New York has the Statue of Liberty; Paris has the Eiffel Tower; St. Louis has the arch; even Huntsville has big old Sam Houston. And what does Houston have? Well, if architect Doug Michels, industrial designer Peter Bollinger and sculptor Cybele Rowe have their way, this car city will have a giant hood ornament. The 555-foot Spirit of Houston is imagined as the world's tallest woman, her hands raised to the heavens, her dress and hair trailing behind her in the wind. In fact, in artist's renderings, the dress is blown so tight as to reveal this Amazon woman's curvalicious bod. What will she be made of? Chrome, of course.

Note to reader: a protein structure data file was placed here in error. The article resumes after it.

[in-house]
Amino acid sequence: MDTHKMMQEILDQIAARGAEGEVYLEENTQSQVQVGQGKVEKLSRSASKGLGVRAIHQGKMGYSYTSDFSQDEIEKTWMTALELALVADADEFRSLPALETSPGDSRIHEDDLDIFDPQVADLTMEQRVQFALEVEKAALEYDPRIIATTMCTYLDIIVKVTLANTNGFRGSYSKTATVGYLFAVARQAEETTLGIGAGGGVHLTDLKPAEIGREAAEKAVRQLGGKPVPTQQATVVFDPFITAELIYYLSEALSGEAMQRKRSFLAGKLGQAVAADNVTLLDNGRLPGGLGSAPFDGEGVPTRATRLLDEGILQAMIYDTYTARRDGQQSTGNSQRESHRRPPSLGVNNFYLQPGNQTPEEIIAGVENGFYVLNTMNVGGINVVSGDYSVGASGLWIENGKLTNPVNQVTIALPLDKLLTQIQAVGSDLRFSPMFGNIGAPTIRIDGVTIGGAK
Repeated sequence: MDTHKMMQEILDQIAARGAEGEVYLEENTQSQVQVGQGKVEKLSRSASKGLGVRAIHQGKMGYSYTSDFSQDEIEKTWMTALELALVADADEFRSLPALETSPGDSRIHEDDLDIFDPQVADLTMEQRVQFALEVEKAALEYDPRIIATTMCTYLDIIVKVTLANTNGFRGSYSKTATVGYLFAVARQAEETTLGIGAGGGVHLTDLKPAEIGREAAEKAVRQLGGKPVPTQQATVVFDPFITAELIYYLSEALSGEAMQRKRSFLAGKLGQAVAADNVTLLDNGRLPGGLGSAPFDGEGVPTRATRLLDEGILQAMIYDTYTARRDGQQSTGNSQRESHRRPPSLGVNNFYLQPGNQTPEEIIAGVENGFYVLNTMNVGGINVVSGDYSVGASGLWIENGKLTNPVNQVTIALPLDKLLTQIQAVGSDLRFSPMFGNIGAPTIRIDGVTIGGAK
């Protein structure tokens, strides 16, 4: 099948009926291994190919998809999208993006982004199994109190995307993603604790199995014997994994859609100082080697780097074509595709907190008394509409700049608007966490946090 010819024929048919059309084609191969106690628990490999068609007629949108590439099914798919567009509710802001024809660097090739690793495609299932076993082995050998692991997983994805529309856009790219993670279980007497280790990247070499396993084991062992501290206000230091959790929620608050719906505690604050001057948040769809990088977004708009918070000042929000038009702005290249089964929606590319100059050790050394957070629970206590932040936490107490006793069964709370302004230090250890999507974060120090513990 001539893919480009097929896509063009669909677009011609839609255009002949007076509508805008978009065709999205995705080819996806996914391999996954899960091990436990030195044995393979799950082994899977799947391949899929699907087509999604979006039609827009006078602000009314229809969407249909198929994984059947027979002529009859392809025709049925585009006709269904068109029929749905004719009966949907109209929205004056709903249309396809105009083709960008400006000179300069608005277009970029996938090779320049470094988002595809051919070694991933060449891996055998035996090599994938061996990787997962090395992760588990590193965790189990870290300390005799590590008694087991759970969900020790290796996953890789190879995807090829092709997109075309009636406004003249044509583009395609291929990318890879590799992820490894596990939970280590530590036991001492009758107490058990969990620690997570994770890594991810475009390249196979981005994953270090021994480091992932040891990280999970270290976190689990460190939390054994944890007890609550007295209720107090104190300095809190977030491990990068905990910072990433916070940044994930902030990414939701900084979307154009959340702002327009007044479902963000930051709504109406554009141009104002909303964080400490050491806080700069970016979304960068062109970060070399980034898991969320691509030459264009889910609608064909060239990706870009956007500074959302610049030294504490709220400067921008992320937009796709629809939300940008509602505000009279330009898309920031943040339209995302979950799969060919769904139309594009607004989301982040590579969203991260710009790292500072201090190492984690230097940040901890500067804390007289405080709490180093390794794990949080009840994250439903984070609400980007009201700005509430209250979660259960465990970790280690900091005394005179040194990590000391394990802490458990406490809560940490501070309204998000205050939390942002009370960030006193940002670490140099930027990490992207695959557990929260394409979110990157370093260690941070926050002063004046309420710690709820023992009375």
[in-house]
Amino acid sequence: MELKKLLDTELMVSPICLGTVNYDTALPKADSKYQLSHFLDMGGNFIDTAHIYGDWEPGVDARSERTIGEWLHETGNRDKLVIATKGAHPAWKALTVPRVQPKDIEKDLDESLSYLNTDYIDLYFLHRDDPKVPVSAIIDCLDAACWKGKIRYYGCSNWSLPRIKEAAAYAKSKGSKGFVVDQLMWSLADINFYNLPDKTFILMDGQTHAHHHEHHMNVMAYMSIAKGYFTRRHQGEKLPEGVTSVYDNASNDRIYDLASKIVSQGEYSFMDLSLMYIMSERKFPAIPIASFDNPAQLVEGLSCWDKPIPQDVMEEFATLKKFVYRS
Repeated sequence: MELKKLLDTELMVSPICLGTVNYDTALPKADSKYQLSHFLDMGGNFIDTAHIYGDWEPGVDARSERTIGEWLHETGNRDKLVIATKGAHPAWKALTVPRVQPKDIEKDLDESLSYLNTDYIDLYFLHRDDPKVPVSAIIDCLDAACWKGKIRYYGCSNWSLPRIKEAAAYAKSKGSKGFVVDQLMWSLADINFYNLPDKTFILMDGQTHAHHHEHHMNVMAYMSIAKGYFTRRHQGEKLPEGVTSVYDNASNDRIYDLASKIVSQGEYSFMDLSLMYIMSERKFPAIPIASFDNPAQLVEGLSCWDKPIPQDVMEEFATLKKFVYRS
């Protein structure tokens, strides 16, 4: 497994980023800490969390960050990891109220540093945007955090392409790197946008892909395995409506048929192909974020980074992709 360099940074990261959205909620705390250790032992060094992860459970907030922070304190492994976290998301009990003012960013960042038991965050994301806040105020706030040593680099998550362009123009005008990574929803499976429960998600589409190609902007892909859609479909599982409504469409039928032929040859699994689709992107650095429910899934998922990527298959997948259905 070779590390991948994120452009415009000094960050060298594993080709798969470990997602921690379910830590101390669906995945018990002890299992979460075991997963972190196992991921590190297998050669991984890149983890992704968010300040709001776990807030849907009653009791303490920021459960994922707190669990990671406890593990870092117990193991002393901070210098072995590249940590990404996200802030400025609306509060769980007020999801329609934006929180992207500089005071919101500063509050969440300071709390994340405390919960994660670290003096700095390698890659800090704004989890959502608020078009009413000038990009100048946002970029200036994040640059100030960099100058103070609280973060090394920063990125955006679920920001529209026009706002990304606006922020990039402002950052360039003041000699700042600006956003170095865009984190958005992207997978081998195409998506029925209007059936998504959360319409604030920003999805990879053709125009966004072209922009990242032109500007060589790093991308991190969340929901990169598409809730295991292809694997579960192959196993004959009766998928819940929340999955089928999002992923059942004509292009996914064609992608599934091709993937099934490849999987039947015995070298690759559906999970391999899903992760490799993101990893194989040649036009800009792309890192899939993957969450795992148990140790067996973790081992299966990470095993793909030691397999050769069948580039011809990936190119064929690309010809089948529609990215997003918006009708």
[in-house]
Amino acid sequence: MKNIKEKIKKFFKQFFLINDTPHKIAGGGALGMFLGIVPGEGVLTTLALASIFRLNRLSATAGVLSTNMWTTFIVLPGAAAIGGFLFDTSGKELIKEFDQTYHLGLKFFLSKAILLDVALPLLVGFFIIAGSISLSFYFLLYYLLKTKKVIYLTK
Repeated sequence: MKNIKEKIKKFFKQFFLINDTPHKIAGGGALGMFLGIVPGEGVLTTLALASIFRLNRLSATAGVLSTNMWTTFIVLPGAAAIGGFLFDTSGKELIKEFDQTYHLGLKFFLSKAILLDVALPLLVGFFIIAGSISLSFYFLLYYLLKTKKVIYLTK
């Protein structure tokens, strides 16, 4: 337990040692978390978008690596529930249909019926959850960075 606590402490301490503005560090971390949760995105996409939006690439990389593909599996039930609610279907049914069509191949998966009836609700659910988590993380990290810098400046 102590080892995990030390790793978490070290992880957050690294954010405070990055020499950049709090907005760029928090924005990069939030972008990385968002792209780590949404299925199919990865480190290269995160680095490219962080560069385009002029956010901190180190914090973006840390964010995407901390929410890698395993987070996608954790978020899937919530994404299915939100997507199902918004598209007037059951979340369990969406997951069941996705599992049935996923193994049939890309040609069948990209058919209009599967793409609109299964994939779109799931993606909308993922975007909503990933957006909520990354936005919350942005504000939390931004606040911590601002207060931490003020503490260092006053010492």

The unlikely triad of David Jones, Gloria Gonzalez Roemer and Gary Polland presents the only real weekly political talk show in town, Politics Unplugged. Jones is a veteran criminal defense attorney and Democratic activist who used to host his own cable show. Roemer, who produces Politics Unplugged, formerly chaired the Bush-Quayle campaign in Colorado in 1992 after unsuccessfully running for U.S. Congress against Democratic incumbent Pat Schroeder. Polland is the chair of the Harris County Republican Party. Together, the two conservatives often appear to verbally beat the pulp out of liberal Jones, who doesn't seem to mind, and likes being outnumbered. Says Jones, "That means when I score points it's even more significant because I've been outgunned." Call it the Custer at the Little Big Horn rationale. In July, City Councilmember Carroll Robinson literally crashed the telecast midway through the show. "He came walking in like he was going to sit down, so we invited him and gave him a microphone," laughs Jones. "From then on it was 'Carroll for mayor,' and that's all we talked about." Adds Roemer, "It's the kind of show where these elected officials feel very comfortable that they can come and speak their mind, and that's rare and unique." The threesome is gearing up for the coming elections, and hopes to have face-offs between the candidates in all the major races, even the top spot.